Weekly Comic: Buddy, Can You Spare a Chip?

© Investing.com

By Geoffrey Smith 

Investing.com — Semiconductors are seen as ‘the new oil’ – the essential commodity (or semi-commodity) embedded in virtually every manufactured product. So when the factories run out of them, that’s a problem – a big one. 

The global shortage of semiconductors is likely to get worse before it gets better: the world’s biggest contract manufacturer of silicon chips said last week that the shortage will last all through 2021 and into 2022, forcing manufacturers and customers across the world to agonize for months over whether to grit teeth and pay higher prices, or to accept longer delivery times.

The problem is sparing no-one. Even Apple (NASDAQ:), with its enormous procurement power, is reportedly dialing down production of MacBooks and iPads, although for now, at least, its flagship phones aren’t being affected. Rival Samsung (KS:) – a chipmaking powerhouse in its own right – has, by contrast, already warned that its new Galaxy Note smartphone may be delayed until 2022.

In the car sector, General Motors (NYSE:) and Ford have idled vast swathes of factories in the U.S., while Volkswagen (DE:) CEO Herbert Diess said last month that VW had already lost over 100,000 units of output to the shortage.

The cause of all this mayhem is no mystery: the Covid-19 pandemic triggered a vast shift in consumer spending patterns that led to a surge in demand for certain types of goods – notably consumer electronics – from an industry that cannot respond quickly to such surges (new factories are incredibly expensive and take ages to build).  That has left buyers of low-spec chips in particular, such as the automotive industry, toward the back of the line.

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To make it worse, a series of freak events – a freeze in Texas, a fire at a Renesas factory in Japan, a drought in Taiwan that complicated a water-intensive manufacturing process – has disrupted the supply of chips even more.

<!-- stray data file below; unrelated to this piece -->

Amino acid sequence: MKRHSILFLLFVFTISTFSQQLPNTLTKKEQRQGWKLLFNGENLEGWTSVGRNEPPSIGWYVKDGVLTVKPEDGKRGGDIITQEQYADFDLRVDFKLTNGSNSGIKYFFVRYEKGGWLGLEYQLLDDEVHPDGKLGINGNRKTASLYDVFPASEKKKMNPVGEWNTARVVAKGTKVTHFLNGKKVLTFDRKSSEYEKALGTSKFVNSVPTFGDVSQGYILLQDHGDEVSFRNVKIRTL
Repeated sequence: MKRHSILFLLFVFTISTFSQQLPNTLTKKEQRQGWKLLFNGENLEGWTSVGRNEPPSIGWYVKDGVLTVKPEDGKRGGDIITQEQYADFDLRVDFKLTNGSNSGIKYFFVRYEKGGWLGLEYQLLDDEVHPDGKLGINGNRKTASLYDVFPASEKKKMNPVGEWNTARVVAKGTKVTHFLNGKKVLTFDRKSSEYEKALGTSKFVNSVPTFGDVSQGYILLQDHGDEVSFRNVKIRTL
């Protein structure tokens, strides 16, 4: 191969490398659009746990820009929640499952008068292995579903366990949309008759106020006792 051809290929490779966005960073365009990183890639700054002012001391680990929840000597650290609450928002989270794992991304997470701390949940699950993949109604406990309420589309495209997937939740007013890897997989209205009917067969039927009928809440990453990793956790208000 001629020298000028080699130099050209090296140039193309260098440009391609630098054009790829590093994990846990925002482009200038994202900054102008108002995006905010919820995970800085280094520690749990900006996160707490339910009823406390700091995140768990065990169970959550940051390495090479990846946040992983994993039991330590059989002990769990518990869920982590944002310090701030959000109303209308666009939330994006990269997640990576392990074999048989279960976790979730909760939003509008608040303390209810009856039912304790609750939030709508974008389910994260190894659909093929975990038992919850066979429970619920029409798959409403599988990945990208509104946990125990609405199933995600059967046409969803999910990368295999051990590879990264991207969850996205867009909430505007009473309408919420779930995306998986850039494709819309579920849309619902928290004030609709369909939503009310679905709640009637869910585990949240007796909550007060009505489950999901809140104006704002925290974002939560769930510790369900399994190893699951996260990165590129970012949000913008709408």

Surely things can only get better? Well, yes and no. The weather and the accidents are obviously just short-term noise. Even the broader pandemic-driven factors are likely to be transitory, for the most part. At some stage, a vaccinated world will regain the freedom to go out and party, which will leave less money left over for PC, TV and phone upgrades.

However, such disruptions are upending a sector that is already facing long-term turmoil, due to the rivalry between the U.S. and China. The importance of semiconductors for cutting-edge applications in communications and defense has led to the U.S. slowly tightening restrictions on sales of chips to Chinese companies (notably Huawei), and strangling global trade in chips in the process. 

Analysts at London-based research house TS Lombard predict that the rivalry will ultimately lead to a clear split in the world market for semiconductors, as China is forced to develop its own industry to match that of the U.S. and its allies. This will force the industry to uproot manufacturing capacity wholesale: some 83% of global foundry capacity is in Taiwan and South Korea, under the missiles of the People’s Liberation Army and its allies in North Korea.

The industry is already responding: Intel (NASDAQ:), under the new management of Pat Gelsinger, has decided to build new two chip foundries in Arizona. Taiwan Semiconductor Manufacturing last week announced a $100 billion commitment to expand capacity over the next three years. Some of that, too, will go to building factories in Arizona.

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Arguably, secular trends demand an increase in capacity in any case, and this is just one more long-term trend that the pandemic has accelerated.

“As the world becomes more interconnected, more automated and greener, each unit of GDP growth will contain a higher content of semiconductors,” TS Lombard’s Rory Green points out.

Yet building new capacity is extremely expensive – and the likely growth of a native Chinese industry makes for an uncertain long-term supply-demand balance. Ask any steelmaker or oil refiner what happens when China – at its government’s insistence – builds more capacity than its own economy can actually absorb. The chip that can kill the business cycle, or China’s tendency to over-produce, is yet to be designed.

The worst may soon be over for buyers of chips, but volatility in the global market for “the new oil” is here to stay. 



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